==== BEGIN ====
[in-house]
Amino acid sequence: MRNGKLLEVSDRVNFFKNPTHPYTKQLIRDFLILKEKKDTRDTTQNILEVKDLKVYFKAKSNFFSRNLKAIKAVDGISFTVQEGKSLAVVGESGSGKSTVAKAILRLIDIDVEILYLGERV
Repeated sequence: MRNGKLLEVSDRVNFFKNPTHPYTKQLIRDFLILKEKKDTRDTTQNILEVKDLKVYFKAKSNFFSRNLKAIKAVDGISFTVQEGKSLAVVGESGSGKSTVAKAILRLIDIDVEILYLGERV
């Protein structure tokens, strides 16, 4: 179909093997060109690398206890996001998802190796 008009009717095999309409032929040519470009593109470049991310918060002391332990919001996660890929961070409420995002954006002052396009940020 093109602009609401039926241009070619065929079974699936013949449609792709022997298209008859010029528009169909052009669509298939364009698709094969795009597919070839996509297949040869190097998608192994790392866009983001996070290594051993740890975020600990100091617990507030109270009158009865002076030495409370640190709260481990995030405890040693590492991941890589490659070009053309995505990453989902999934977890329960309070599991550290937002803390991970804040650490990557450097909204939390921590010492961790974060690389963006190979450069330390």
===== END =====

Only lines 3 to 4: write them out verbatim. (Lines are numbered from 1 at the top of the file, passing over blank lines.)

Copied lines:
Repeated sequence: MRNGKLLEVSDRVNFFKNPTHPYTKQLIRDFLILKEKKDTRDTTQNILEVKDLKVYFKAKSNFFSRNLKAIKAVDGISFTVQEGKSLAVVGESGSGKSTVAKAILRLIDIDVEILYLGERV
């Protein structure tokens, strides 16, 4: 179909093997060109690398206890996001998802190796 008009009717095999309409032929040519470009593109470049991310918060002391332990919001996660890929961070409420995002954006002052396009940020 093109602009609401039926241009070619065929079974699936013949449609792709022997298209008859010029528009169909052009669509298939364009698709094969795009597919070839996509297949040869190097998608192994790392866009983001996070290594051993740890975020600990100091617990507030109270009158009865002076030495409370640190709260481990995030405890040693590492991941890589490659070009053309995505990453989902999934977890329960309070599991550290937002803390991970804040650490990557450097909204939390921590010492961790974060690389963006190979450069330390």